ON THE MISSISSIPPI RIVER – For Huck Finn and his pal Jim, this river meant freedom in the memorable novel "The Adventures of Huckleberry Finn." But in time, as they drifted downstream, the towns and people who inhabited the Mississippi's banks closed in on the unlikely pair as they wandered toward an uncertain fate.
I was thinking about this the other day while on Ol' Miss south of Red Wing. My pal Griz — Dick Grzywinski of St. Paul — was at the tiller of his john boat and a strong wind was blowing combers upstream. Running counter to the river's current, the foamy wave-tops seemed intent on reversing the Mississippi's course.
Griz and I couldn't remember being on the river this early in spring, fishing for walleyes and saugers. Usually in the third week of March these fish are still staging in Lake Pepin in preparation for their spring run upstream to the Red Wing dam.
But this past winter in many ways wasn't a winter at all. And spring, defined generally in Minnesota as a weather period not as bad as winter, arrived early. So along with hundreds of other anglers, we strung spinning rods with monofilament and motored onto the Mississippi and toward an uncertain fate of our own.
"These fish are constantly moving in spring," Griz said. "So you if you find them in one place one day, they might be there the next day. Or they might be as far upstream as the dam."
A river fishing guide, Griz like others in his trade was grounded last spring by Gov. Tim Walz, who decreed that these professionals were unessential to Minnesota life. Flapdoodle is what Huck Finn called this particular kind of tomfoolery, and he wasn't far off.
But now a year had passed, Griz was vaccined up and ready to hit the water. The problem was the wind, which gusted to 35 miles per hour. The launch site we chose, on the Minnesota side of the river on the southern outskirts of Red Wing, would be a 15- or 20-minute boat ride to the head of Lake Pepin, where a vast angling flotilla gathered most days last week, seeking walleyes and sauger.
"They're getting fish down there, but let's try upriver instead," Griz said, "and see if we can find a spot out of the wind."
A popular walleye and sauger outfit among many early spring river anglers is the Dubuque Rig, which generally is trolled upstream. Employing a three-way swivel whose eyelets are attached to, 1. an angler's line; 2. a heavy (half-ounce or more) jig; and 3. a trailing smaller jig dressed with a soft plastic bait, a Dubuque Rig catches fish if trolled slowly enough (usually less than 1 mph) and especially if presented with a series of lifts and drops of the angler's rod.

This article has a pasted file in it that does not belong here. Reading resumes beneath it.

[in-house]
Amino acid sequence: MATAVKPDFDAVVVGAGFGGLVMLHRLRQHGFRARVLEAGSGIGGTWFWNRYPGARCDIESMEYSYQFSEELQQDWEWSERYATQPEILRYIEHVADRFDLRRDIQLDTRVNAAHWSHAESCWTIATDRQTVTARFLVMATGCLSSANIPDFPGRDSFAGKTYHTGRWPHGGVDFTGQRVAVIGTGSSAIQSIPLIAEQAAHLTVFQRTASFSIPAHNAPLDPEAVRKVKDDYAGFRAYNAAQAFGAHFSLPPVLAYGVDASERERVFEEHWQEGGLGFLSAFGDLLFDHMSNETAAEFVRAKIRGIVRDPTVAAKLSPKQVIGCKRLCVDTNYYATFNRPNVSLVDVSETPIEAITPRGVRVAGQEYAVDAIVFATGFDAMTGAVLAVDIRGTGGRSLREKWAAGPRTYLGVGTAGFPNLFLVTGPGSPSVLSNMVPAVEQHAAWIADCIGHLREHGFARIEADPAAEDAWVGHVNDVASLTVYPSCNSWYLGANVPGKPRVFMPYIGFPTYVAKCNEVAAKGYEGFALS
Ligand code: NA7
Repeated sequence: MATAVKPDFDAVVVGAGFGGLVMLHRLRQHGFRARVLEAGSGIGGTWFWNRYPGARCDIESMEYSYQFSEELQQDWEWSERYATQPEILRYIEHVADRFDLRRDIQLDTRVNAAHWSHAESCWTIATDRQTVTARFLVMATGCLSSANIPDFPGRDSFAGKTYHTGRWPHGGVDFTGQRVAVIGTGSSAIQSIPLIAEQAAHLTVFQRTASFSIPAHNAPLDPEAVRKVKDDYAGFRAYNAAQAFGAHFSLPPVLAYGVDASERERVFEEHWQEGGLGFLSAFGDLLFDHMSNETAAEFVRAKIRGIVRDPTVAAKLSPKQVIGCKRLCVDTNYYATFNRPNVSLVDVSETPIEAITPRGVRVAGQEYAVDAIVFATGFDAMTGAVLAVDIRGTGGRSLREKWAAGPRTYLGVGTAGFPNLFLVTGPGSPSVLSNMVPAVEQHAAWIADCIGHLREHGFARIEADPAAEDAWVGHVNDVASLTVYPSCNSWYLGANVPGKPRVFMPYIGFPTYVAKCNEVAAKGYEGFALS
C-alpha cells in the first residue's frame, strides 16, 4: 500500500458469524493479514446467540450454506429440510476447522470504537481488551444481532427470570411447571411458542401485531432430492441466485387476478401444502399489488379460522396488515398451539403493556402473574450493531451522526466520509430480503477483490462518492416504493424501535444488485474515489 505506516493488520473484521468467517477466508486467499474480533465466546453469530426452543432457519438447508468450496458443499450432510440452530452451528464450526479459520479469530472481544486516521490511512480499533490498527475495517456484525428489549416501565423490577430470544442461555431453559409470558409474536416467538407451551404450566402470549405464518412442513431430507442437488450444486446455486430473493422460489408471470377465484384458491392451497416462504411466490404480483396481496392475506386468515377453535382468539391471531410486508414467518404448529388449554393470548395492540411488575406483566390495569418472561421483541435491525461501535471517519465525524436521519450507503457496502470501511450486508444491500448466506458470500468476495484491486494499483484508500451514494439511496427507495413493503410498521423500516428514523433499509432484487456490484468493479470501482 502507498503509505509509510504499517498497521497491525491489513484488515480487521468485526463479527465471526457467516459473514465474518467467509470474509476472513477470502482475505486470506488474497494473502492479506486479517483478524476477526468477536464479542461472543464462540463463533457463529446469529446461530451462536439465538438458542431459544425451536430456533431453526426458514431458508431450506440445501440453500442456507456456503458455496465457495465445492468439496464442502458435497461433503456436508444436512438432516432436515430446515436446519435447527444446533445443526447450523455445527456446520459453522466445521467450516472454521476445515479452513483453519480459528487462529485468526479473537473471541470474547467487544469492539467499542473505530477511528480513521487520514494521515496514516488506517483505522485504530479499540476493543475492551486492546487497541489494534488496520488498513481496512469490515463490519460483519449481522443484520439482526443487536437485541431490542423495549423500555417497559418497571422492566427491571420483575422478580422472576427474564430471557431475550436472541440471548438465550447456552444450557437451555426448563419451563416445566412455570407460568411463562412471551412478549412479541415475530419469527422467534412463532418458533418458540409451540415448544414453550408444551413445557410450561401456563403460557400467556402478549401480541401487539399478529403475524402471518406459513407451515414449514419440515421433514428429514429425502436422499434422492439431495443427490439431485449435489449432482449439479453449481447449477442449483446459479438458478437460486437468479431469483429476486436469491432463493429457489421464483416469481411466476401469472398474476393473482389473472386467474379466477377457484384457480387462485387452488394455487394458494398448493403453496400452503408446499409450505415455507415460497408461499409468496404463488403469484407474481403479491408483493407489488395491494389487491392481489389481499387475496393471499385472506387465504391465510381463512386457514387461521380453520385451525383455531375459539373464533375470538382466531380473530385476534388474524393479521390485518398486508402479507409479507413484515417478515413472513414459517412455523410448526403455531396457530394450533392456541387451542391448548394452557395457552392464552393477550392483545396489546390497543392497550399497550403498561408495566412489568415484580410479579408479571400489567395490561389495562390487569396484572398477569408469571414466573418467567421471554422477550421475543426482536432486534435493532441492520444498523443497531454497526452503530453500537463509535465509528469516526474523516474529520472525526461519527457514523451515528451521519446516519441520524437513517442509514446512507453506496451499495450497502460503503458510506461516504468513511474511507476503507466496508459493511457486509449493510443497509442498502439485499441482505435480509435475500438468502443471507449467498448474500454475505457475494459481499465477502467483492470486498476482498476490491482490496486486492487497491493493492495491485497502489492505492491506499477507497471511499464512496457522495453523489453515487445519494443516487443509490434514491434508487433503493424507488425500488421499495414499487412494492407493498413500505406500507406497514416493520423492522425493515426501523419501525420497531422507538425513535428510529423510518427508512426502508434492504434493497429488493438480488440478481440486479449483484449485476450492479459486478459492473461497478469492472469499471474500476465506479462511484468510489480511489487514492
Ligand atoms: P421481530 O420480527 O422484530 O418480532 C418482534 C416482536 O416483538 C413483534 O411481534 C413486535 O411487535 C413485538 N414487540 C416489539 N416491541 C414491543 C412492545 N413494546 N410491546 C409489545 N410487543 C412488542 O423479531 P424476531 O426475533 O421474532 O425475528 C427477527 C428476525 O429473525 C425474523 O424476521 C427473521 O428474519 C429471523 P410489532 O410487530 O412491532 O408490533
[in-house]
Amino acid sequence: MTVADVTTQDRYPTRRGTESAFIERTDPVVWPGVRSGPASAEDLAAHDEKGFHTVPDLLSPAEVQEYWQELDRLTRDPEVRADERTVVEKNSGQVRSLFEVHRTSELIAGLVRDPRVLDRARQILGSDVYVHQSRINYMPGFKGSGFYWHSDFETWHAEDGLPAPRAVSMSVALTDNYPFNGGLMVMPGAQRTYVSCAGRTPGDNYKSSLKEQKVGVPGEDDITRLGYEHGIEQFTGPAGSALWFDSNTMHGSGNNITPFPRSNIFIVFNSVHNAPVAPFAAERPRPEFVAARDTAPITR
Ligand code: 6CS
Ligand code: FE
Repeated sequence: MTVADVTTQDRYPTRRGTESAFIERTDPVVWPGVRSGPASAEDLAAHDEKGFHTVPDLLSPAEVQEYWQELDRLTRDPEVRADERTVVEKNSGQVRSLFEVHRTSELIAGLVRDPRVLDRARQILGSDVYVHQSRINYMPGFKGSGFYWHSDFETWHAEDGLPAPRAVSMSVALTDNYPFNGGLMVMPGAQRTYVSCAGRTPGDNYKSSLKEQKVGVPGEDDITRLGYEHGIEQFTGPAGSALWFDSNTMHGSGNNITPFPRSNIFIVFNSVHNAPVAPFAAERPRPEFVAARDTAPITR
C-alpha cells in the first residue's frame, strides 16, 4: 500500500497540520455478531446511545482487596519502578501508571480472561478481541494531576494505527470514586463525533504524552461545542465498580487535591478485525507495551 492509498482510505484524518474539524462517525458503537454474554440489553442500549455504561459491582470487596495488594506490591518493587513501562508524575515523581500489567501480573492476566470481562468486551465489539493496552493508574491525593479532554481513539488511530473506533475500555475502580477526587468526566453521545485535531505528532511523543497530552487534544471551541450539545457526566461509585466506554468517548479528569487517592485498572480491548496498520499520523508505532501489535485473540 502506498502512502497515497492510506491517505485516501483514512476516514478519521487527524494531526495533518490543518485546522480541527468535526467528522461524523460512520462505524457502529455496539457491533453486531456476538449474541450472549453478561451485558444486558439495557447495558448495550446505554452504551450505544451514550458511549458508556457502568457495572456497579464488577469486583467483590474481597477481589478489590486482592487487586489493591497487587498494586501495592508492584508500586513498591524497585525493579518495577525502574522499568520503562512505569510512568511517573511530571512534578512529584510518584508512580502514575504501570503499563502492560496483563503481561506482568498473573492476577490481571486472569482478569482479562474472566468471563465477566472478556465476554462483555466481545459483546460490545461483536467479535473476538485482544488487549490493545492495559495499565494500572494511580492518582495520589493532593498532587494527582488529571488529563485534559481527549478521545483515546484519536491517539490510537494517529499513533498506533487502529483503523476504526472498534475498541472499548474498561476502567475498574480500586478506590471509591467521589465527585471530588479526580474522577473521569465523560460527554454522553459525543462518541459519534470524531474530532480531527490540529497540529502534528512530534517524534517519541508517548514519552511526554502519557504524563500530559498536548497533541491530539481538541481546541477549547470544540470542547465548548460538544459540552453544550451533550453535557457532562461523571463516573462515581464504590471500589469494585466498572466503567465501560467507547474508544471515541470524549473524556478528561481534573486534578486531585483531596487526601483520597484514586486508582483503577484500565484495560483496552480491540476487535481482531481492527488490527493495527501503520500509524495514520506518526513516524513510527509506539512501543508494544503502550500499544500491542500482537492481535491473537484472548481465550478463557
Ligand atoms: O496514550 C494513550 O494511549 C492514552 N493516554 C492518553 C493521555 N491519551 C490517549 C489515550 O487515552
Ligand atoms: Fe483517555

But it's not the only way to catch early-season walleyes and saugers on the Mississippi.
"Besides," Griz said. "I like to jig. For me it's a more fun way to fish, and generally more productive."
So it was after bending his john boat into the river's current a mile or so, Griz found a sheltered stretch of water that pressed hard against a long steel barge that had wintered in that very place.
"Let's try it here," he said.
Griz's bait presentation appears simple but is precise in the manner of a laser-guided missile. Pointing the bow of his boat upstream, he controls its downstream drift with a stern-mounted electric trolling motor engaged in "forward." The goal is to keep the bow pointed upriver while controlling the boat's downstream speed such that the angle of our lines is vertical, or nearly so.
That way we can more accurately present our minnow-baited half-ounce jigs to walleyes and saugers that in almost all instances are hugging the river bottom.
Such presentations, including of Dubuque Rigs, are especially important in spring, when rivers often run high, fast and dirty.
Griz caught the first fish, a small walleye, and I boated the second, a walleye of similar dimensions.
"That's the great thing about the river, how healthy it is," Griz said. "You stay out here long enough and you'll catch fish of every size."
A year ago, the Wisconsin and Minnesota Departments of Natural Resources agreed to uniform walleye and sauger limits in this stretch of the Mississippi, limiting combined bags to four fish, with a minimum 15-inch length restriction for walleyes (though none for sauger).
One walleye or sauger over 20 inches also can be kept.
We boated walleyes and saugers one after another during our time on the river. Many walleyes were between 15 and 20 inches, and some fat saugers pushed the 20-inch mark.
Great fishing. And only an hour or so from the Twin Cities.
"I've guided from Lake of the Woods to the Iowa border," Griz said. "Minnesota doesn't have any better fishing than right here, on the Mississippi."
Guide Dick Grzywinski can be reached at (651) 771-6231.